Steve Moon Says, 'Yes We Can' When Clients Call for Additional Products or Wastewater Expertise

Added services to meet customer demands and a more inclusive corporate identity help Canada’s King’s Services enjoy steady growth.

Steve Moon Says, 'Yes We Can' When Clients Call for Additional Products or Wastewater Expertise

Sizonenka, left, and Steve Moon pump a car wash pit in Winnipeg, Manitoba.

In 2004 Steve Moon was working at a bank as a certified public accountant helping companies buy and sell businesses when one of those businesses caught his eye. As a result, his career headed off in a very different direction. He knew nothing about portable sanitation or septic systems but could see that King’s Septic and Portable Toilet Service had good numbers and a lot of promise. He left banking and bought the business.

Between the operational expertise of its then eight employees and Moon’s business savvy, the transition went fairly smoothly. But to help him really get up to speed, Moon embarked upon an intense period of education on everything from industry basics to employee management — and he hasn’t stopped since. “I really have a ‘never stop learning’ attitude,” he says. “I really focus on that.” And that applies not only to himself, but to his employees as well.

Moon believes continuing education — along with providing good customer service and taking care of employees — has been a big key to his success in growing the company to its current 35 employees. He’s also added two service lines — plumbing/drain cleaning and fencing. The company, now called King’s Services, operates out of a 13,000-square-foot facility in Headingley, Manitoba, and serves a 30-mile radius around the greater Winnipeg market.


Although Moon says he wasn’t necessarily looking to buy a business, he isn’t entirely surprised he did. “My dad owned his own business, a tool-and-die and welding shop, so I’ve always had that entrepreneurial blood in me,” he says. At one time, he entertained the idea of taking over his father’s business but knew it just didn’t suit his interests or skills.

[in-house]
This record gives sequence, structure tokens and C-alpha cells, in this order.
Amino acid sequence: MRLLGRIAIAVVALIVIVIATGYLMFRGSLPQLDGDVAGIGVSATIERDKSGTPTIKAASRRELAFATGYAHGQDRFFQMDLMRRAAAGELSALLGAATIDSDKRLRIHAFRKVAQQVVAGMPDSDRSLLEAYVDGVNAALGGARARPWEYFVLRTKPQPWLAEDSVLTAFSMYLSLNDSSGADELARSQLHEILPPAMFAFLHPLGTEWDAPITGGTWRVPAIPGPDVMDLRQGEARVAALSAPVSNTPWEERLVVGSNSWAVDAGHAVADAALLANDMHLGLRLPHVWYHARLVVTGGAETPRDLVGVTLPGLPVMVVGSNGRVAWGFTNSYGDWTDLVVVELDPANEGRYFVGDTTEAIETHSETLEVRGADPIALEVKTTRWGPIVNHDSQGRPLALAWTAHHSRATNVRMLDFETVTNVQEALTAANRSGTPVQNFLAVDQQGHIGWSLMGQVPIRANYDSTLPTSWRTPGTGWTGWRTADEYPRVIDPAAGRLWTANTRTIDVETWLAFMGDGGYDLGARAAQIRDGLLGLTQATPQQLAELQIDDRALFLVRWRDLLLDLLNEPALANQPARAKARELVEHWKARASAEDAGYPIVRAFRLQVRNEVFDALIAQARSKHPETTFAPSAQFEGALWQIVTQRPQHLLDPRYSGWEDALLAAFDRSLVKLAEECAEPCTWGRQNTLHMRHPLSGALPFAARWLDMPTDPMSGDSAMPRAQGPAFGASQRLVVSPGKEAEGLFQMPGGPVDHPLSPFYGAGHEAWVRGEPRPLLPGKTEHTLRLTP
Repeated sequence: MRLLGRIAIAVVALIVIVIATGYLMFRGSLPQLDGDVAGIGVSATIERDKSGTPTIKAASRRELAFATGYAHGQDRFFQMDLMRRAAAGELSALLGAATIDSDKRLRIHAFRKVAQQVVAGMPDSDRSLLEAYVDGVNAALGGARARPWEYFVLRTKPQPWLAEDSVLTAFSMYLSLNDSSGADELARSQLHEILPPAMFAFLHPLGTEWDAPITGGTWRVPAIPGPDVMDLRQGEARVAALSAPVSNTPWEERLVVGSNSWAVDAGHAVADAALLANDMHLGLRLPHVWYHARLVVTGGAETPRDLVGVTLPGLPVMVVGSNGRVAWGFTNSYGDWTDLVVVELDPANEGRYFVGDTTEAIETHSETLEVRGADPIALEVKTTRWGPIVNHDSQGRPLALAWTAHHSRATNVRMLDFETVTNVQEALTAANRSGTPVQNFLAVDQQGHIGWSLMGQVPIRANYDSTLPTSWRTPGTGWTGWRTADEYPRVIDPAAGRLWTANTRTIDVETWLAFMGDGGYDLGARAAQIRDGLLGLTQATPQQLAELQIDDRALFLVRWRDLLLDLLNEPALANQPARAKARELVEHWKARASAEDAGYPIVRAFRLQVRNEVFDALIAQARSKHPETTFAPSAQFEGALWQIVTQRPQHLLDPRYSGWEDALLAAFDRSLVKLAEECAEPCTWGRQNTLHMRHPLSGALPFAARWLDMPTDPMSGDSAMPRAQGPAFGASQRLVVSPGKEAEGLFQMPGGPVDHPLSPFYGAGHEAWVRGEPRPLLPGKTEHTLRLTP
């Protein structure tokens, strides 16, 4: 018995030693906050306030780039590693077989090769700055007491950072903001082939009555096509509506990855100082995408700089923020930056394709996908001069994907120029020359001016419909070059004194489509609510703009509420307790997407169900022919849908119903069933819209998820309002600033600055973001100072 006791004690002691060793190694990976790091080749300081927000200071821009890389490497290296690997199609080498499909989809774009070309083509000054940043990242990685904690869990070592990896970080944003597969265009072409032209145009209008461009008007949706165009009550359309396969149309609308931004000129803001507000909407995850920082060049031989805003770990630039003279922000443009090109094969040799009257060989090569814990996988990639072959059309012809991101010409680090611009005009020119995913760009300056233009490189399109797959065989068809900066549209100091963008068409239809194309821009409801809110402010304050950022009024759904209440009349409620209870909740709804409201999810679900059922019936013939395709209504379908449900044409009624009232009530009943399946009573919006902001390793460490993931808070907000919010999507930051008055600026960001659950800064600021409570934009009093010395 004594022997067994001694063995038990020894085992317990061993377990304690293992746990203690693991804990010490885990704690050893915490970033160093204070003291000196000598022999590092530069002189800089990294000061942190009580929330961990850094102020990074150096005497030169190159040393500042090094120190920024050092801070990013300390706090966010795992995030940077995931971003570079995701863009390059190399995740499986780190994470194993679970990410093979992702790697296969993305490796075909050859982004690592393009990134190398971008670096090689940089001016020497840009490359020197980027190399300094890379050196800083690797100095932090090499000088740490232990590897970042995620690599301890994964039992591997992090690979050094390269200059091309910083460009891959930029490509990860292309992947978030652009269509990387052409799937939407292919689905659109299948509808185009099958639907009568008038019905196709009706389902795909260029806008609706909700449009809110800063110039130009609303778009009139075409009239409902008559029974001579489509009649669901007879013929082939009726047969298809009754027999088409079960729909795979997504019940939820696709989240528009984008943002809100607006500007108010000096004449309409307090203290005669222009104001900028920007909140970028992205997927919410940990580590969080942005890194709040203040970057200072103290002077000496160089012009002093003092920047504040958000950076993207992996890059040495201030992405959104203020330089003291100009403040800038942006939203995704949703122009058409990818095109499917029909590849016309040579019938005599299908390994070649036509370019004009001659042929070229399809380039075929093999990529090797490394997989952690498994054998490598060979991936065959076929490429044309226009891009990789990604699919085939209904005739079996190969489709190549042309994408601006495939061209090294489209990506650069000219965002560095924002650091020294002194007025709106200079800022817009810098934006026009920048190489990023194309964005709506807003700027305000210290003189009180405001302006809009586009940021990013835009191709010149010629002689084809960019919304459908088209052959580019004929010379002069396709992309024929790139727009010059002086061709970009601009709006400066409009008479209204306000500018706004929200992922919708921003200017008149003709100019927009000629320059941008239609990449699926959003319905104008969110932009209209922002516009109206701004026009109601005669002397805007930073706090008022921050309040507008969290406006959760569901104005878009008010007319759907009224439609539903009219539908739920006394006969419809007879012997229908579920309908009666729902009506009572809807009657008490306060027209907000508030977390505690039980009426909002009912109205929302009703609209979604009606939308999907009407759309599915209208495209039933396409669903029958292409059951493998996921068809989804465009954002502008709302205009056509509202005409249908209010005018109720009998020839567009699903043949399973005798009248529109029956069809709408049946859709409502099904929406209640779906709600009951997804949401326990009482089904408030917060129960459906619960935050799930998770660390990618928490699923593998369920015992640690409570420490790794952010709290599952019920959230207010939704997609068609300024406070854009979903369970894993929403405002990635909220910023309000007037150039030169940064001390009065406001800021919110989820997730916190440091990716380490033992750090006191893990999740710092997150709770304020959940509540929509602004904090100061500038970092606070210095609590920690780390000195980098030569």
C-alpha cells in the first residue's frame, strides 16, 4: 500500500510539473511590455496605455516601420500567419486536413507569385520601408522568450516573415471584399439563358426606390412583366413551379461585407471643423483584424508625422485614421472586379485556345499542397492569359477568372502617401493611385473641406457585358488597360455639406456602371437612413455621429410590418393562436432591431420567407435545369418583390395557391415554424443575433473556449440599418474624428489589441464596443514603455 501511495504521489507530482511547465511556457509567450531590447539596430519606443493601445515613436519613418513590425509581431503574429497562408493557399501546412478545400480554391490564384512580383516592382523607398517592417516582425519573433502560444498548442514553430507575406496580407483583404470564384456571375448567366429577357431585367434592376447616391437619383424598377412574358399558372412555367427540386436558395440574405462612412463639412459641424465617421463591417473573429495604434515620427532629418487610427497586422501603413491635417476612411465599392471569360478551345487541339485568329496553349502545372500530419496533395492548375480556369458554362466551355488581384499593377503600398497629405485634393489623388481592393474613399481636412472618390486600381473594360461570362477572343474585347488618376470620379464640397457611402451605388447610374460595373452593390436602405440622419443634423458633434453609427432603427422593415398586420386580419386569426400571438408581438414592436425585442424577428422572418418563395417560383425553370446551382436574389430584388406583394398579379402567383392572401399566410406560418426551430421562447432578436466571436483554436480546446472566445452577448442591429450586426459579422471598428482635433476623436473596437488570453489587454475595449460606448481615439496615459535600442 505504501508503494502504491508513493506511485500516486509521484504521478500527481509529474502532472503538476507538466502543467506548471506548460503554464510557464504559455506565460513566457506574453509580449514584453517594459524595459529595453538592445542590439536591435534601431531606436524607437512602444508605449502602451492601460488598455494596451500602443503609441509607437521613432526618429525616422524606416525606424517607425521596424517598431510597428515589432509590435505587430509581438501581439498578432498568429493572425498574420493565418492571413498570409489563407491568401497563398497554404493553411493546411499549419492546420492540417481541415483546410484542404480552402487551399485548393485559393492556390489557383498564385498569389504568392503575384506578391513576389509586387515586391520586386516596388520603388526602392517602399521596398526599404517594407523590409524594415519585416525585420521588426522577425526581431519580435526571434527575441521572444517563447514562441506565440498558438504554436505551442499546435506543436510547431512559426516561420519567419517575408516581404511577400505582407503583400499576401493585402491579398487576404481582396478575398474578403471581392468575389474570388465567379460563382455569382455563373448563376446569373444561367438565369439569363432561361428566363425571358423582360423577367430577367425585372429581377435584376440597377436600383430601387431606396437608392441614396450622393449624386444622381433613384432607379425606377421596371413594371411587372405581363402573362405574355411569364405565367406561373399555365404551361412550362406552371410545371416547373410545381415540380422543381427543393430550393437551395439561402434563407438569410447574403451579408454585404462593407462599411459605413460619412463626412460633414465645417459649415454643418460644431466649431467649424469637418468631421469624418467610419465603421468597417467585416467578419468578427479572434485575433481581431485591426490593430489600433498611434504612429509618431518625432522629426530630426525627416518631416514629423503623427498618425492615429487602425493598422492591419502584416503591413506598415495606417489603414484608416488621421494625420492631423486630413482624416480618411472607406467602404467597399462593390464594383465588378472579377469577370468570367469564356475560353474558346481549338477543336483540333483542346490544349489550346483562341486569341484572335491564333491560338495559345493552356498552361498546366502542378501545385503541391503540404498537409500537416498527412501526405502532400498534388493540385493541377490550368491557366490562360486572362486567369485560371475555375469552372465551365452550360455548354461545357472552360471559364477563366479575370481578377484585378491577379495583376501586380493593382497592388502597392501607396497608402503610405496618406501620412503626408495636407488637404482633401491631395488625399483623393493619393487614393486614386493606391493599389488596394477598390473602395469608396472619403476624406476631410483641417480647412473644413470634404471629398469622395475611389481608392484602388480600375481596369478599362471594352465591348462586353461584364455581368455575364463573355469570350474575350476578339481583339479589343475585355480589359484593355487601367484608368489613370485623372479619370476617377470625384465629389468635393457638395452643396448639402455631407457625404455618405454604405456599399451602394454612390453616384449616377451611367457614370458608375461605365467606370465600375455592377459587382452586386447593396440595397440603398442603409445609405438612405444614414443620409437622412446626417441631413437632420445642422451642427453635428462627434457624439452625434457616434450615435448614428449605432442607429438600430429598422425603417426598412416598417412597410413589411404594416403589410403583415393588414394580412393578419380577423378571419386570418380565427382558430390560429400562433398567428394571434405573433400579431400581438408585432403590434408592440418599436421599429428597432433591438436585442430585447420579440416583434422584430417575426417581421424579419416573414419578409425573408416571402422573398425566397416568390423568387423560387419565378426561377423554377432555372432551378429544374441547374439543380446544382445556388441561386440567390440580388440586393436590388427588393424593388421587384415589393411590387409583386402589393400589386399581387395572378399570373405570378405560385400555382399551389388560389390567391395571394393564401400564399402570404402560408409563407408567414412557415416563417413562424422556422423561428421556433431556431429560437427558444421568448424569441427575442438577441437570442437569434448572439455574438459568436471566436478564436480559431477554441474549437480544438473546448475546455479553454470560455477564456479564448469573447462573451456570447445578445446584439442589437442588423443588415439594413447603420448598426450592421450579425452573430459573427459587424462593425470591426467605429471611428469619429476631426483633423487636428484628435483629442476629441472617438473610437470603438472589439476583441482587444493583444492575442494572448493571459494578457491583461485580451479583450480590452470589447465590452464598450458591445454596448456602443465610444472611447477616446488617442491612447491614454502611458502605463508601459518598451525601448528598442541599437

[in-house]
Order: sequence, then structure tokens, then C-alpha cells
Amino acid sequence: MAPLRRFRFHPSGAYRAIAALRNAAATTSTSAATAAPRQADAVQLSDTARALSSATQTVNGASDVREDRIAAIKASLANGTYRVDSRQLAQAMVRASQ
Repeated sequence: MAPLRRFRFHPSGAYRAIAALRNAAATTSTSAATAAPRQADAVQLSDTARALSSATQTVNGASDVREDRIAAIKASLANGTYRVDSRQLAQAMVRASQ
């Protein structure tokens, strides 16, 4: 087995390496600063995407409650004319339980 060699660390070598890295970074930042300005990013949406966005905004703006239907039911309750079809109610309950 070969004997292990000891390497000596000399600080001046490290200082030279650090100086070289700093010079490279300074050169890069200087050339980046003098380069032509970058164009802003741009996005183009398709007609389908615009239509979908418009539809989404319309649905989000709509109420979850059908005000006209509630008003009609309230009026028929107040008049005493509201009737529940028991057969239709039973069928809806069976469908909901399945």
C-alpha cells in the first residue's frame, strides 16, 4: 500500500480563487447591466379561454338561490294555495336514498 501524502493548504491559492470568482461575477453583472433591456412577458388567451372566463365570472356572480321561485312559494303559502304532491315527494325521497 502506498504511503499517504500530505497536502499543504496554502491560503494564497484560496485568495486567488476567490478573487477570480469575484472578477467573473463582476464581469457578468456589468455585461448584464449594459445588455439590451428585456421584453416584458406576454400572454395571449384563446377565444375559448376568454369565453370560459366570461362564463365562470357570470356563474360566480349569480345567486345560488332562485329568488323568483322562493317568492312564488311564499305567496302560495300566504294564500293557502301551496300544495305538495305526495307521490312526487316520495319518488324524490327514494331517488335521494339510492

King’s was a well-established company, founded in 1985 by Bruce King. Moon saw it had a great customer base, consistent cash flow, growth potential and a lot of small players in the sector, indicating acquisition potential, which suited his background. In 2008 he bought a local company, adding to his inventory and customer base. The purchase came along with the former owner, Gerry Girardin, who worked as his director of operations for 10 years before retiring.

In 2017 Moon bought the local division of a national fence business, Modu-Loc, enabling him to offer temporary fencing to his portable restroom customers. Five people work in that division along with Terry Rempel, manager.

And in 2018 he added a plumbing and drain cleaning division after receiving a number of customer requests — “If you listen to your customers, they’ll tell you what they want.” Rempel also manages this division and oversees two employees. Equipment includes Ford and Chevy service vans, a RIDGID camera and three RIDGID drain cleaners in sizes to handle anything from sinks to sewer mains. To help build up that business, he began offering home inspections.

“A home is the biggest investment people have, and they don’t do a lot of maintenance on it,” Moon says. “The No. 1 cause of damage in a house is water. So by having that inspection of the hot-water tank, lines, drains, toilets, we’re trying to be a little more preventive on this stuff rather than ‘Oh my God, I’ve got a problem.’”


Manager Mike Campbell and 11 technicians work in the portable sanitation division, which accounts for about half the company’s revenue. About 80% of its work is for construction. Events include the Father’s Day Manitoba Marathon, numerous Canada Day activities involving all units and the Winnipeg ManyFest community festival.